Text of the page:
Bachtrack’s year in review

As the leading global source for classical music, opera and dance performances, Bachtrack’s Annual Classical Music Statistics offer a valuable window into the performing arts world, and this year, they’ve gone one better, unveiling a decade-spanning analysis, shedding light on the evolving landscape of classical music.

In 2023, the platform listed an impressive 31,309 events, a milestone that paved the way for a comprehensive examination of the state of the world’s classical music scene.

The most notable shift over the last decade is the increasing prominence of music by living composers in concert halls worldwide. Contemporary music has surged from 6% to 14% of all programmed works since 2013, with several countries, including the UK, US, Sweden and The Netherlands, exceeding this average.

The demand for greater equity has seen a rise in the number of works by female composers being performed, with 22 of the top 200 most-performed composers in 2023 being women, up from a mere 2 in 2013.

While women conductors have made progress, securing 12% of conductor roles in 2023, the top echelons of orchestral leadership remain male-dominated. Only seven of Bachtrack’s 102 orchestras listed have women conductors in Principal Conductor or Music Director positions, highlighting persistent challenges at the summit of orchestral hierarchy.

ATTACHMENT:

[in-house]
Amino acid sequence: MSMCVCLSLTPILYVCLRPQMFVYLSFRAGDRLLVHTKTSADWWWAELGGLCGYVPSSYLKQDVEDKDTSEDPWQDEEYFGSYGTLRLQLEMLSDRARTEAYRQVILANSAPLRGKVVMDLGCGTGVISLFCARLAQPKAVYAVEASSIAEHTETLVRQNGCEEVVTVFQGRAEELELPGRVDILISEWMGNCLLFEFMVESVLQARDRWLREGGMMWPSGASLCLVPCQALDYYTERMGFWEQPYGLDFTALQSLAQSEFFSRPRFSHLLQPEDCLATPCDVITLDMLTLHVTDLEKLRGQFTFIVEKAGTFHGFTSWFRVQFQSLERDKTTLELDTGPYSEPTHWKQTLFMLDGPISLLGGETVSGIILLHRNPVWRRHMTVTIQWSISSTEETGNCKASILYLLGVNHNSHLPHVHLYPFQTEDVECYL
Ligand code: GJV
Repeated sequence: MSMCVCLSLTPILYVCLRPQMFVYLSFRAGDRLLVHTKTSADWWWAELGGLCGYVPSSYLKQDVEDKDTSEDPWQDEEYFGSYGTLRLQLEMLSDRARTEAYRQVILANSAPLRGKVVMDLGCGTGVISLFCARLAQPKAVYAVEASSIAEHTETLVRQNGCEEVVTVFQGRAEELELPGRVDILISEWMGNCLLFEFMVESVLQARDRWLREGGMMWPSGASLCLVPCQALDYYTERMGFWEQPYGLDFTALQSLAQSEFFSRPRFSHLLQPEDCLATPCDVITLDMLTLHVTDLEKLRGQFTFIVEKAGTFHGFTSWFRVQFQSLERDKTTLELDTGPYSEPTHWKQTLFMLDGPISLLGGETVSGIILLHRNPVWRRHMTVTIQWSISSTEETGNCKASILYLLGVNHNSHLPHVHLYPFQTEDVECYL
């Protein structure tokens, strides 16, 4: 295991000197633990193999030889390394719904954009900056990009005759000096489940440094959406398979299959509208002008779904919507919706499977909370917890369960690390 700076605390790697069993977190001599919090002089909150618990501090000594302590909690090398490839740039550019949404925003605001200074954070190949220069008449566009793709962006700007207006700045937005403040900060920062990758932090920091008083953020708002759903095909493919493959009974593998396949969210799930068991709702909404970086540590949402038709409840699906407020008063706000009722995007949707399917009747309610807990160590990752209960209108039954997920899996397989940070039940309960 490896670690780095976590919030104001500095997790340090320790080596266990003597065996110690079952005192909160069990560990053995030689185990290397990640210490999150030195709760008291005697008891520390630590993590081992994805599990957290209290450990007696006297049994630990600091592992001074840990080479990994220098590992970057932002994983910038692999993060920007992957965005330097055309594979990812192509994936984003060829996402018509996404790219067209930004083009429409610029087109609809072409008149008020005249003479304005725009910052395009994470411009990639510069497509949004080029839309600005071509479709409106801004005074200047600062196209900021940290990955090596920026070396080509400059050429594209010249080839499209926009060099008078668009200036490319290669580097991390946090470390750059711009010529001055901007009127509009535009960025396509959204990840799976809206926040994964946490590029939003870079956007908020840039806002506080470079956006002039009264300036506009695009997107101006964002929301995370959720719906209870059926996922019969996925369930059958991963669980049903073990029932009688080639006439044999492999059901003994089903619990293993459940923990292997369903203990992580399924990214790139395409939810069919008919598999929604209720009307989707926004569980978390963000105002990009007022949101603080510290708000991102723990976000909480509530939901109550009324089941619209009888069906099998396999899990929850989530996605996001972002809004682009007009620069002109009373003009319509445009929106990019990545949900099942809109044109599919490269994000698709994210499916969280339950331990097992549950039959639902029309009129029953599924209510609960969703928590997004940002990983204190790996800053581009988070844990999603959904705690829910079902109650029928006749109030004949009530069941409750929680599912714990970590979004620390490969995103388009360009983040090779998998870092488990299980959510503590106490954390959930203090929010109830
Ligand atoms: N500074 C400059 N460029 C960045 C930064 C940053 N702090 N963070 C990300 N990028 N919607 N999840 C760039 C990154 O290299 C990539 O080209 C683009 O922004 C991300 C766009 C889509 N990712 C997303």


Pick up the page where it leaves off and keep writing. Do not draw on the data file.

In the realm of choreography, women face a steeper uphill battle. Despite Sharon Eyal being the sole woman among the top 20 most frequently listed choreographers, the number of women in the top 100 has seen minimal improvement.

While there is much to celebrate in this report, the sector continues to grapple with certain areas of inertia, something that needs to be addressed this year by both artistic directors and audiences.

To read the full report, visit

Highlights from the report:

Five most programmed composers:  Mozart, Beethoven, Bach, Brahms and Schubert

Busiest conductor: Andris Nelsons

Busiest orchestra: Berliner Philharmoniker

Busiest concert soloists: Kirill Gerstein (piano), Augustin Hadelich (violin)
and Sheku Kanneh-Mason (cello)